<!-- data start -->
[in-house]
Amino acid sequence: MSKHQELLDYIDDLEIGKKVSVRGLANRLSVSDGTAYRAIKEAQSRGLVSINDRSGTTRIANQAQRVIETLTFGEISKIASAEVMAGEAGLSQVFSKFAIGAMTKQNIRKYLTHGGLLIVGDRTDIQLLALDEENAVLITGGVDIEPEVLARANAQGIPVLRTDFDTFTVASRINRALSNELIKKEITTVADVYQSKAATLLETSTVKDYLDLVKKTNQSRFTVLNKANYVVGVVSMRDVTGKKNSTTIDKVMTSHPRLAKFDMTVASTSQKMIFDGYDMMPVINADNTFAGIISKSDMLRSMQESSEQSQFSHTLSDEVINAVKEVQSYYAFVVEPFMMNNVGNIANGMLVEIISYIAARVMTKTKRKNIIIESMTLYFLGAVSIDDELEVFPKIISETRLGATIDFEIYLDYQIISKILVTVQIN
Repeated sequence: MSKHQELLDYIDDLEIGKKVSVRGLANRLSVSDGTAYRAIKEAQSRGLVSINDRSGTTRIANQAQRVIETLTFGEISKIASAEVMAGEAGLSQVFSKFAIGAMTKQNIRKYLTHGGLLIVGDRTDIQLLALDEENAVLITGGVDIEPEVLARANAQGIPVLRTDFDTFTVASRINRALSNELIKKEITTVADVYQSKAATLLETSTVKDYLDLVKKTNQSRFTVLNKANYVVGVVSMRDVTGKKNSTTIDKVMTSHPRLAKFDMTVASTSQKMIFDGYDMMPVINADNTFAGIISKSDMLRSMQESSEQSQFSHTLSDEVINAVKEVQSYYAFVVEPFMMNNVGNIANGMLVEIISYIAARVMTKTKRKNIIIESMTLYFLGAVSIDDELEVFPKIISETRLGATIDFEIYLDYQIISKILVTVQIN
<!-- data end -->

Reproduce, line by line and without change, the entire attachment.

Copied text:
[in-house]
Amino acid sequence: MSKHQELLDYIDDLEIGKKVSVRGLANRLSVSDGTAYRAIKEAQSRGLVSINDRSGTTRIANQAQRVIETLTFGEISKIASAEVMAGEAGLSQVFSKFAIGAMTKQNIRKYLTHGGLLIVGDRTDIQLLALDEENAVLITGGVDIEPEVLARANAQGIPVLRTDFDTFTVASRINRALSNELIKKEITTVADVYQSKAATLLETSTVKDYLDLVKKTNQSRFTVLNKANYVVGVVSMRDVTGKKNSTTIDKVMTSHPRLAKFDMTVASTSQKMIFDGYDMMPVINADNTFAGIISKSDMLRSMQESSEQSQFSHTLSDEVINAVKEVQSYYAFVVEPFMMNNVGNIANGMLVEIISYIAARVMTKTKRKNIIIESMTLYFLGAVSIDDELEVFPKIISETRLGATIDFEIYLDYQIISKILVTVQIN
Repeated sequence: MSKHQELLDYIDDLEIGKKVSVRGLANRLSVSDGTAYRAIKEAQSRGLVSINDRSGTTRIANQAQRVIETLTFGEISKIASAEVMAGEAGLSQVFSKFAIGAMTKQNIRKYLTHGGLLIVGDRTDIQLLALDEENAVLITGGVDIEPEVLARANAQGIPVLRTDFDTFTVASRINRALSNELIKKEITTVADVYQSKAATLLETSTVKDYLDLVKKTNQSRFTVLNKANYVVGVVSMRDVTGKKNSTTIDKVMTSHPRLAKFDMTVASTSQKMIFDGYDMMPVINADNTFAGIISKSDMLRSMQESSEQSQFSHTLSDEVINAVKEVQSYYAFVVEPFMMNNVGNIANGMLVEIISYIAARVMTKTKRKNIIIESMTLYFLGAVSIDDELEVFPKIISETRLGATIDFEIYLDYQIISKILVTVQIN